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The Strange Death of English Leg Spin - How Cricket's Finest Art was Given Away
The Strange Death of English Leg Spin - How Cricket's Finest Art was Given Away
by Justin Parkinson

Publisher: Pitch Publishing Ltd.
A2, Yeoman Gate, Yeoman Way, Durrington, BN13 3QZ, England

Website: www.pitchpublishing.co.uk

Derek Hammond, Pitch Publishing

ISBN 978 178531-029-4
Pages 223
Price Sterling Pounds Twelve and pence Ninety nine

The subject of leg spin bowling had not been tackled adequately in the past. This excellent well-researched thought-provoking book is a wonderful addition to your bookshelf.

The book explains that the art of leg spin bowling was originally the invention of an Englishman, Allan Steel, a Lancashire lawyer. Born in Liverpool in 1858, he was regarded as the first player to bowl overarm leg spin in international cricket. While as a schoolboy, he had managed to spin the ball both ways, using conventional leg breaks and off breaks. With a deceptive action, he maintained a good length, putting in the odd faster ball. In his first-class career, he had captured 789 wickets at 14.78 runs apiece in 162 matches, including 64 five-wicket hauls and 20 instances of ten wickets in a match. He had 29 wickets to his credit in 13 Tests at a shade under 21 apart from two hundreds.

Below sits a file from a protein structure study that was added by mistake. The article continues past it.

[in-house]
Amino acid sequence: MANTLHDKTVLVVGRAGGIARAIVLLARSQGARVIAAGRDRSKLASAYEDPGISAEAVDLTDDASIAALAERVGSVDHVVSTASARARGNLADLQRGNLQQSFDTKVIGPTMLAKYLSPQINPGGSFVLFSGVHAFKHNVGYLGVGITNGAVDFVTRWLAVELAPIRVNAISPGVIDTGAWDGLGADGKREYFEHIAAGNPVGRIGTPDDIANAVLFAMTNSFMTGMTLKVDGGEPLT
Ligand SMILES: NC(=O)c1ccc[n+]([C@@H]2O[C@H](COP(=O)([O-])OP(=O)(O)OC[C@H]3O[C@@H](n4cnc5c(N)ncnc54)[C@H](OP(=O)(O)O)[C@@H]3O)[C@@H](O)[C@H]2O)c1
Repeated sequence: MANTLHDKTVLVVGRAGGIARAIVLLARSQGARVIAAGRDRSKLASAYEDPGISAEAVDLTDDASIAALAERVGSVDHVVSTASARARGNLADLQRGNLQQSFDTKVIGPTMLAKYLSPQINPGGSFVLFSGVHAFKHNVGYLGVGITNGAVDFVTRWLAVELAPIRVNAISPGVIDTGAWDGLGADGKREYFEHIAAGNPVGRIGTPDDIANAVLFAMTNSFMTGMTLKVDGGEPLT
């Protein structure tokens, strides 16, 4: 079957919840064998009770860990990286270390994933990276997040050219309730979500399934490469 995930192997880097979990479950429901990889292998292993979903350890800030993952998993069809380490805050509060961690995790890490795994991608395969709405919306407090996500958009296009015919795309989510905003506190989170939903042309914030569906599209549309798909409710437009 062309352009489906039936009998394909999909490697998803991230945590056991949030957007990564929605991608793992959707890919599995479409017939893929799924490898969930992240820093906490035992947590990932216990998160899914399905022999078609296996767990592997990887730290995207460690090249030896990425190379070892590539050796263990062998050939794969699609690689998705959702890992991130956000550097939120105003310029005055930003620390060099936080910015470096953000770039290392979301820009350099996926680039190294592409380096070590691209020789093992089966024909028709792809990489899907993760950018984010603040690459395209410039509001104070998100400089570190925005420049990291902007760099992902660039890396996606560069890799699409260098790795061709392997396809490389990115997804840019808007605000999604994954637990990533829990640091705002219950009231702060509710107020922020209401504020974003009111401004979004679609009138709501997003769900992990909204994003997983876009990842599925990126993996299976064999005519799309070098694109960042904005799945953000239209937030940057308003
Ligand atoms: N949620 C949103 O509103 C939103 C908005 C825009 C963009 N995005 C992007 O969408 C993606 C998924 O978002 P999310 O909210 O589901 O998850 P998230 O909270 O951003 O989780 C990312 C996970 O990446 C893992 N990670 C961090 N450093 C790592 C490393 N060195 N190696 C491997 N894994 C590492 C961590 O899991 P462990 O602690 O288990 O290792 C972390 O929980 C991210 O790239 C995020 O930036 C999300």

Justin Parkinson says, the inter-war Australian leg-spinner Bill O'Reilly, rated by teammate Don Bradman as the best bowler in history, spent much of his life bemoaning England's attitude to leg spin. Nearing his final days, he wrote of the country's administrators, 'They could not handle it, so they decided to destroy it.' The author believes he had a point. Almost every major change to English cricket during the 20th century militated further against its success. Rules altered in favour of quick bowlers and off-spinners. Captains became obsessed with containment rather than attack.

Kent's leg break googly bowler Alf 'Tich' Freeman took 3776 wickets in 592 matches at an average of 18.42 in first-class cricket - a total exceeded only by slow-left armer Wilfred Rhodes, who played the game ten years longer. Freeman had been selected in just twelve Tests, taking 66 wickets at an average of 25.86.

Parkinson charts a history of neglect and ineptitude which has relegated England from leg spin's deadly pioneer to a cricketing nation with little understanding of, or love for, the game's finest art. But can England's googlies once again rule the world?

Summing up, Parkinson has suggested his own six-point plan for restoring English leg spin to the relative glories it had enjoyed in the 1920s and 1930s.